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Type Six: The Need for Security

Enneagram Part Three: Head Center

Type Six: The Need for Security
Thursday, March 12, 2020

Holy Idea: Holy Strength, Holy Faith

Virtue: Courage

Passion: Fear [1]

People who are predominantly type Six have tremendous gifts: they are cooperative, team players, reliable, and loyal. In relationships, one can count on their fidelity. Their friendships are marked by warmhearted and deep feelings. They do their utmost—give body and soul—for the people they love. They are often highly original and witty with a dry sense of humor. Sometimes it takes those around them a moment to catch on to the joke!

Because of their childhood experience, which was often marked by trauma, Sixes have a deep sense of anxiety. They continually sense danger, which makes them fearful and mistrustful. They easily succumb to self-doubt. While most of us experience the aftereffects of a stressful or traumatic event, Sixes feel that kind of anxiety on an almost daily basis. It isn’t the event that has already happened, but the one that could happen at any time that keeps them in a state of high alert.

The lack of genuine self-confidence leads Sixes to look around for authority figures and structures that offer them the security and certainty they crave. At their worst, Sixes can become authoritarians, people who want truth in totalitarian, self-righteous fashion and are loyal to a fault, making choices that are not aligned with their deepest values or wisdom. They often give themselves dangerously to strongmen, hierarchical figures, and absolutely certain groups (fundamentalists) to take away their anxiety.

Sixes used to be categorized into two types: phobic and contraphobic—those who obeyed their fear and those who rebelled against it by taking great risks. But it appears that most Sixes are a combination of both, “playing it safe” or facing their fear head on, depending on the situation. This makes perfect sense according to this description of Sixes from Don Richard Riso and Russ Hudson:

No matter what we say about Sixes, the opposite is often also as true. They are both strong and weak, fearful and courageous, trusting and distrusting, defenders and provokers, . . . aggressive and passive, bullies and weaklings, . . . thinkers and doers, group people and soloists, believers and doubters, cooperative and obstructionistic, . . . —and on and on. It is the contradictory picture that is the characteristic “fingerprint” of Sixes, the fact that they are a bundle of opposites. [2]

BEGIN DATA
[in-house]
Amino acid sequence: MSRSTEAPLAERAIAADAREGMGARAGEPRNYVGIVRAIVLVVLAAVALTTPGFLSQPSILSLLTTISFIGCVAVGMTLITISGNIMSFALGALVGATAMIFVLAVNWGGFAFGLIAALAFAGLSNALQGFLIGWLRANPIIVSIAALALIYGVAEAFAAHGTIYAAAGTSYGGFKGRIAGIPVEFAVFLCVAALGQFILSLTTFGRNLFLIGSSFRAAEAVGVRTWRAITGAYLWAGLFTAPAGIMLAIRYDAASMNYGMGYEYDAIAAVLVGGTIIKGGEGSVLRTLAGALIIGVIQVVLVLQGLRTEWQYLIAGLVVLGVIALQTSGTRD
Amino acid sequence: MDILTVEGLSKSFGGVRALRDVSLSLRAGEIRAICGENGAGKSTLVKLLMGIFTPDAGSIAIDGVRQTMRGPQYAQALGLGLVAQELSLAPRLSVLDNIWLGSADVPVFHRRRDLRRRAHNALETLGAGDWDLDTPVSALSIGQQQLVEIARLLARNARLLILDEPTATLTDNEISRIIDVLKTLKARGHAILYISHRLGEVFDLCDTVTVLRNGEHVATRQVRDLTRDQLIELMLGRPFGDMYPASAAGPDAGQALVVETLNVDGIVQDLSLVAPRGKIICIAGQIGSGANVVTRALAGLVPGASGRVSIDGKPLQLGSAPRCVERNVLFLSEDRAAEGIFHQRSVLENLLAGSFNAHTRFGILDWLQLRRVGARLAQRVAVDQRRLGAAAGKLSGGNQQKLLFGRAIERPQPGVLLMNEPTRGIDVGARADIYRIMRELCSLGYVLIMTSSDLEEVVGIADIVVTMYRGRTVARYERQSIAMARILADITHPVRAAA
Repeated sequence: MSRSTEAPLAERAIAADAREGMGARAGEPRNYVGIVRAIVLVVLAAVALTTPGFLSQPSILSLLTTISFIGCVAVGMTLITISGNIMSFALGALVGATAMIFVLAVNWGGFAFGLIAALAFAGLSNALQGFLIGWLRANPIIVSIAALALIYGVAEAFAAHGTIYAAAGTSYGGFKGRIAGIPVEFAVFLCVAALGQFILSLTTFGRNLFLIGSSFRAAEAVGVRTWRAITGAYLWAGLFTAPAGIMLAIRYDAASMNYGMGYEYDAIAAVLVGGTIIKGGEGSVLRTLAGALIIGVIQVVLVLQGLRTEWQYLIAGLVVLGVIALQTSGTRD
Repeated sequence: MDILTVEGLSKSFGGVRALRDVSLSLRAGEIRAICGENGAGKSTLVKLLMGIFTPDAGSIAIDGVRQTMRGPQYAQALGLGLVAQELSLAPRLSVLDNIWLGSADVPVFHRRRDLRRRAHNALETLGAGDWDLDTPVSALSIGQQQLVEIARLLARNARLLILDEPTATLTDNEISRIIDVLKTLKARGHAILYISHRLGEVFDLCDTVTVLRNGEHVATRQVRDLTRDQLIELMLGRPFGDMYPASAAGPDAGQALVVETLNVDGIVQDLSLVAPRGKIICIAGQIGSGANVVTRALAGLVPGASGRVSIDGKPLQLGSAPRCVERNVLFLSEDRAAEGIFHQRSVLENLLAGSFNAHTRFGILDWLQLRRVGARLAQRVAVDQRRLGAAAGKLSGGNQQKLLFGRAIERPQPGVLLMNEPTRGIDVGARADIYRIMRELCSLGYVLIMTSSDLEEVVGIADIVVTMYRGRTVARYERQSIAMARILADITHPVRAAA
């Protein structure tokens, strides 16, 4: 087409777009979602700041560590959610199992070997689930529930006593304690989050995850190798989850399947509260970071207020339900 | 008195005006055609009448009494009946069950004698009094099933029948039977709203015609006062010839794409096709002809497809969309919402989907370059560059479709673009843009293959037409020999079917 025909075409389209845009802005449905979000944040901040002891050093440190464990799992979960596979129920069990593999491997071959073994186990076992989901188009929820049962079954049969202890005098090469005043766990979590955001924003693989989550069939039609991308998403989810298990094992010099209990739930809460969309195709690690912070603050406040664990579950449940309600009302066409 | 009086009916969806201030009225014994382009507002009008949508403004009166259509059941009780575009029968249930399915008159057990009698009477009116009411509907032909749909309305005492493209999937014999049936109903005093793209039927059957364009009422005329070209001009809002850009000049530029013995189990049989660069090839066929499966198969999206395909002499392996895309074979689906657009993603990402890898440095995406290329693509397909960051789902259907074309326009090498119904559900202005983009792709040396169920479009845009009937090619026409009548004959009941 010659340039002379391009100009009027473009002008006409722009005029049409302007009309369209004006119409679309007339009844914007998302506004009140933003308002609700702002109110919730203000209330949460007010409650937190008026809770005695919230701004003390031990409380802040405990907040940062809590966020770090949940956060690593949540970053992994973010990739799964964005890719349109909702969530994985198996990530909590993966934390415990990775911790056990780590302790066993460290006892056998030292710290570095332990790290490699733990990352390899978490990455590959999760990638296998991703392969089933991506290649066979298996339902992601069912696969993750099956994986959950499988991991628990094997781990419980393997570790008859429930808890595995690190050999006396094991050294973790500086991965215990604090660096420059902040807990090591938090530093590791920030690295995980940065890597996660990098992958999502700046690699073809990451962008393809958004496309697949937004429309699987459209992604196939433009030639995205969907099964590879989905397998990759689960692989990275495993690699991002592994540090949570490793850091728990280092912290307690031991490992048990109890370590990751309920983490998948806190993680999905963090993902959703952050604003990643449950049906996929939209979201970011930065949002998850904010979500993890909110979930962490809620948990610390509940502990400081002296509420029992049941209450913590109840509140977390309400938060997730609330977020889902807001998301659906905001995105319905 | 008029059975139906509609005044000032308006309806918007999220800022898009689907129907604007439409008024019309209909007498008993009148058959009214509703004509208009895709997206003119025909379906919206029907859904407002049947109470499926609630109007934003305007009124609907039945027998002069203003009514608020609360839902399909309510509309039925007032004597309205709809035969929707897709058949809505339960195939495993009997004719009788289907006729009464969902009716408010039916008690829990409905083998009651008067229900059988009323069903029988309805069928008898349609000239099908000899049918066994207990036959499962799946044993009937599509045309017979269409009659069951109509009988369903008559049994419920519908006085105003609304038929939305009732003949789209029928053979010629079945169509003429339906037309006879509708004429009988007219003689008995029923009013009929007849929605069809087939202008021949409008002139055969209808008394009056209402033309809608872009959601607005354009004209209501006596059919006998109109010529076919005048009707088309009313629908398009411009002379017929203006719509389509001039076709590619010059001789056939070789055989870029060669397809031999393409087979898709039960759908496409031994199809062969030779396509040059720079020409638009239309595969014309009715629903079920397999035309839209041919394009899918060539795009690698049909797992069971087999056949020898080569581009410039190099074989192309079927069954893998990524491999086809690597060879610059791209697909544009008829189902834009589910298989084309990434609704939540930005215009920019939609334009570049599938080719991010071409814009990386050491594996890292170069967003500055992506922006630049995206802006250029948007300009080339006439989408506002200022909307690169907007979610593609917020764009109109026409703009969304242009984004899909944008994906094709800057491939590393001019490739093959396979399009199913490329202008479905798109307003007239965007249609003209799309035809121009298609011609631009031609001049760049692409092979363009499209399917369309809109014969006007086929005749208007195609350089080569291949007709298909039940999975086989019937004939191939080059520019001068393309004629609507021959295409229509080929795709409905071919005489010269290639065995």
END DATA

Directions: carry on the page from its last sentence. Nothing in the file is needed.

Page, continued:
Riso and Hudson write this about the emergence of Essence in Sixes:

When their minds become quiet, Sixes experience an inner spaciousness that is the Ground of Being. They realize that Essence is real and is not simply an idea; in fact, it is the thing that is most real in existence, the very foundation of existence itself. People have associated this inner peace with the presence of God, which is manifesting itself at every moment, and which is available at every moment. When Sixes experience this truth, they feel solid, steady, and supported. . . . They realize that this ground is the only real security in life, and it is what gives Sixes immense courage.

This is the real meaning of faith, their particular Essential quality. Faith is not belief, but a real, immediate knowing that comes from experience. . . . Faith with experience brings reliable guidance. [3]

References and definitions:
[1] Christopher L. Heuertz, The Sacred Enneagram: Finding Your Unique Path to Spiritual Growth (Zondervan: 2017), 128. Chris defines these terms as follows (see pages 246-248):

Holy Ideas: The unique state of mental well-being, specific to each of the nine types, in which the mind is centered and connected with the True Self.

Virtues: Like the nine fruits of the Spirit [see Galatians 5:22-23] the Virtues are . . . gifts of a centered heart that is present, nonreactive, and at rest in the True Self.

Passions: The inverse of the Virtues are the Passions . . . [which] emerge as the heart indulges the Basic Fear that it will never return to its essence and therefore seeks out coping mechanisms that ultimately compound each type’s state of emotional imbalance.

Chris’ upcoming podcast, Enneagram Mapmakers: Exploring the Interior Landscapes of the Ego (Center for Action and Contemplation: 2020), begins March 24, 2020 and is available for subscription on most podcast platforms!

[2] Don Richard Riso and Russ Hudson, The Wisdom of the Enneagram: The Complete Guide to Psychological and Spiritual Growth for the Nine Personality Types (Bantam Books: 1999), 236.

[3] Ibid., 259.

Adapted from Richard Rohr and Andreas Ebert, The Enneagram: A Christian Perspective (The Crossroad Publishing Company: 2001, 2013), 131, 132.

Image credit: Female Head (detail), Leonardo da Vinci, second half of 15th century, Uffizi Gallery, Florence, Italy.
Inspiration for this week’s banner image: What [Eastern traditions] all agree on is the true nature of Mind is complete stillness, silence, and spaciousness. Boundless stillness, peace, clarity, forever and ever, amen. So I would say that the Head Center gives us the possibility of sensing, recognizing the Eternal Presence that’s right here in the midst of phenomena. —Russ Hudson

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